Lee's minilecture about Gerard Genette's narratology
 (from Tyson and the Narrative Discourse handout
and from Genette's )

last revised 3/5/09

Genette's structural narratology (which tends to be the focus of many current narratologists) looks at narratives with the following elements focusing on anachrony, or discordance between these elements (of course W. Gass and S. Fish are also asking us to think about violations in texts; this can also be a way to think in more detail about the kinds of things you might notice when you do an affective stylistics close reading of a piece a la early Stanley Fish).


--constructed by reader (narratee) and narrator; the words on the page from which the reader constructs both story and narration


--the literal, or diachronic time events--the way we might summarize the story chronologically; "real time"; the tightest mimesis?  the most "transparency"?


<----what are the "anachronies" between all these that show simplicity or complexity in a narrative?---->

story, narrative, and narration interact by means of these three verbal qualities which determine differing levels of anachronies:





--the act of telling; the figurative, or synchronic time (fiction time stands in for literal time metonymically, but as readers, we accept this narrative game)


(in a nutshell: story action vs. narration POV(s))

"Mood is the atmosphere of the narrative created by distance and perspective" (Tyson 220)

  • distance: distance between story and narration.
    • The more intrusive the narrator, the more distance between story and narration (the act of someone telling the story); less mimesis (sometimes fewer story and setting etc. details)
    • Less distance means the story tells itself; there are more story details, less voice.
    • zero degree--story and narration are the same--the least amount of distance between story and the perspective that filters it (but how much literature does this?)
  • perspective: point of view--the eyes, or focalization; the character who's POV focuses us (Culler) which may be different than the narrator (see Voice also "The Jilting of Granny Weatherall").
    • may be more internal, or a "subjective" I
    • may be more "objective" (3rd Omniscient)
    • may be in control or subordinate, or any combination
      • first: I; We (sometimes E. Welty or J. Eugenedies use a We POV that can range in intrusiveness or intimacy).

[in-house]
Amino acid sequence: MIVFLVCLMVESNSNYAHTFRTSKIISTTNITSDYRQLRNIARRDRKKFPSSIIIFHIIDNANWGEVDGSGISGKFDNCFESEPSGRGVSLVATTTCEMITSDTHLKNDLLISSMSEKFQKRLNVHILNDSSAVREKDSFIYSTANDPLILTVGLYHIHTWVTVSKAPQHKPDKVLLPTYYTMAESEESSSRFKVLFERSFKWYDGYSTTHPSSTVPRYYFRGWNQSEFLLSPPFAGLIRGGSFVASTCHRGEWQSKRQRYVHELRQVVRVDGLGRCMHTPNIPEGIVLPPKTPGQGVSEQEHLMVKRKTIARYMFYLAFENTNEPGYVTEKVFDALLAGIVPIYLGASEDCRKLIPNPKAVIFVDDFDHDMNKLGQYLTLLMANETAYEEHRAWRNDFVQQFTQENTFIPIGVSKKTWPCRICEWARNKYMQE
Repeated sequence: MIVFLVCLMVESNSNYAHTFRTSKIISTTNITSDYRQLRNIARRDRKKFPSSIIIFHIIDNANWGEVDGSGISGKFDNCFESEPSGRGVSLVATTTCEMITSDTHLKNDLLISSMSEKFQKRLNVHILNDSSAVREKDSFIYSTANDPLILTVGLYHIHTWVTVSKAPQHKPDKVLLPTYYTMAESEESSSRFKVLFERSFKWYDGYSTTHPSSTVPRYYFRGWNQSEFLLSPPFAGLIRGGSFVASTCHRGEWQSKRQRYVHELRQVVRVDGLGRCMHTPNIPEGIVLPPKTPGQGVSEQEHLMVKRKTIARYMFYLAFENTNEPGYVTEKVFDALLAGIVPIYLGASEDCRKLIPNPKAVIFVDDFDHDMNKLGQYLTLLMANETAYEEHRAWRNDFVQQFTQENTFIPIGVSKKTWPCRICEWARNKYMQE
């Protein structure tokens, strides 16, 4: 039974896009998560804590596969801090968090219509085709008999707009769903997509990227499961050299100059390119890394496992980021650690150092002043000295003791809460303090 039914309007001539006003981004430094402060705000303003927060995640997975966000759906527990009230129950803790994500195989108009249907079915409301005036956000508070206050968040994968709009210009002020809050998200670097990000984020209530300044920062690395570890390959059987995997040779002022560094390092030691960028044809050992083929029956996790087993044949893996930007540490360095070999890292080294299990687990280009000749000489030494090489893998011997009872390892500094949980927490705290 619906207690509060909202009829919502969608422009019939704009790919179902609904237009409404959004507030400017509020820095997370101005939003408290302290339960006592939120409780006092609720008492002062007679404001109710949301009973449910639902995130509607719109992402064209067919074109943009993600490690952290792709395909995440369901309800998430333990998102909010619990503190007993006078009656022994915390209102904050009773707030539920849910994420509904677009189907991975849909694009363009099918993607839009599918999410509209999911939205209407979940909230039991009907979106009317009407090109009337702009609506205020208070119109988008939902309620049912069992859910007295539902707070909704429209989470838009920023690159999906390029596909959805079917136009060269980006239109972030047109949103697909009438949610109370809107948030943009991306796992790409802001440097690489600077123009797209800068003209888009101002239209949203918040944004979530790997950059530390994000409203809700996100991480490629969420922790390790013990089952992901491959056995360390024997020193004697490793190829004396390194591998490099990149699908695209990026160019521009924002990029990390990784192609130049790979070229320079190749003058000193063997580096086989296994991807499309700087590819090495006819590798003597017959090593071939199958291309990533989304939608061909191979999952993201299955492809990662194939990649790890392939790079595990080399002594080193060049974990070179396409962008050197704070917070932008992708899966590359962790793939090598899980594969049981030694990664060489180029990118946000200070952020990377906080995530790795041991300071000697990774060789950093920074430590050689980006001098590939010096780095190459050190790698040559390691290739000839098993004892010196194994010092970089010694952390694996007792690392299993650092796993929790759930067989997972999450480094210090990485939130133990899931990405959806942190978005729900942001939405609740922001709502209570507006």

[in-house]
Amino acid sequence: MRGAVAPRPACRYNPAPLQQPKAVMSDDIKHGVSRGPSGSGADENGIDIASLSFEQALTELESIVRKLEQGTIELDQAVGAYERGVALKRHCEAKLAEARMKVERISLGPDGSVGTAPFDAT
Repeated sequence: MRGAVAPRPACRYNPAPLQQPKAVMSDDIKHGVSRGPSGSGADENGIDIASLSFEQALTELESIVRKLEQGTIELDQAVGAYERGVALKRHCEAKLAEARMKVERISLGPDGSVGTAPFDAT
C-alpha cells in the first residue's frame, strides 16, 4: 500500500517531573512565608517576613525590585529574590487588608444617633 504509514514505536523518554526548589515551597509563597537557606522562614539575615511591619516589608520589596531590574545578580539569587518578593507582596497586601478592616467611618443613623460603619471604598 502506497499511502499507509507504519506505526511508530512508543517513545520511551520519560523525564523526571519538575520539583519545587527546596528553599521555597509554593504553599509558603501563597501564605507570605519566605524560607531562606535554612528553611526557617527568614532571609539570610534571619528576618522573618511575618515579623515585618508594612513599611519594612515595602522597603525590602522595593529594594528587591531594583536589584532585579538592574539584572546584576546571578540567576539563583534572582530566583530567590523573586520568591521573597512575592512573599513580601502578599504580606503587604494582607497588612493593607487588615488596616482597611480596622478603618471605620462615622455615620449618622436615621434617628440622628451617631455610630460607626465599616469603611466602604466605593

• second: You (can seem intimate in a surreal way; eventually feels like 1st)
      • third: omniscient; limited (like 1st)  

(in a nutshell: chronological story time/action vs. narrative page time or duration and frequency fluxuations)

  • order: chronology of the story vs. the chronology of the narrative; see a sample: you can also see a lot of this in The Jilting of Granny Weatherall)
    • analepsis--retrospection, or flashback
    • prolepsis--anticipation (flash forward?)
  • duration: pacing--event time vs. space taken up on the page (try a writing exercise with these):
    • summary: reading time is less than than story time
    • scene: reading time equals story time; dramatization
    • gap: time passes but isn't noted in the narrative; white space; what isn't being said (may still saturate what is said)
    • stretch: reading time is longer than story time; slow motion
    • pause: narrative is interrupted to go somewhere completely different, then returns (perhaps as if nothing is odd about the pause or the pomo short-circuit--Moby Dick's whale chapters)
  • frequency: one event may be described in the narrative multiple times with different twists; or a certain event may be repeated in story time, but told once (deja vu? also called iteration).
    • iteration, or the "sometimes" or "often" quality of story telling; something that happens multiple times but is only narrated once (sometimes my wife doesn't plan everything in advance like ingredients for Pad Thai or birth control; she always acts surprised when things don't well; we kissed all through the winter, and then something changed)

(also see Metro pp. 121+)


(in a nutshell: story action vs. narration attitude(s) and layers vs. narrative)

Narrator's voice or attitude:

  • which may be a very immediate, personal, intimate, instrusive character voice (this doesn't just happen with first person POV; personal, confessional; the narrator is a brightly colored lense);
  • or this narrator's voice might be more distant (see Mood).
    • There may be a somewhat different voice attitude over/around/uber the visible narrator.  This ubernarrator (lee's word) may be more autonomous from the story like an intrusive "ideal" author which sometimes can be seen through inside jokes or obvious personal politics, or in a major shift from the narrator's persona.  This is still not the same as the "real" author who was "killed" by poststructuralist theories.
    • zero degree-- author and narrator are the same, but Genette says this is basically impossible, thus we should focus on the least amount of distance between story and narrator (the narrator is more a key part of the story and doesn't get in the way much at all; as opposed to Scheherazade's embedding which is at the 5th degree - Genette 214; also see Barthes?)
  • The relationship of the narrator(s) or voices to the story and to the narrative can show reliability or unreliability (Gatsby's Nick is unreliable which takes the focus off Story and puts it on Narration).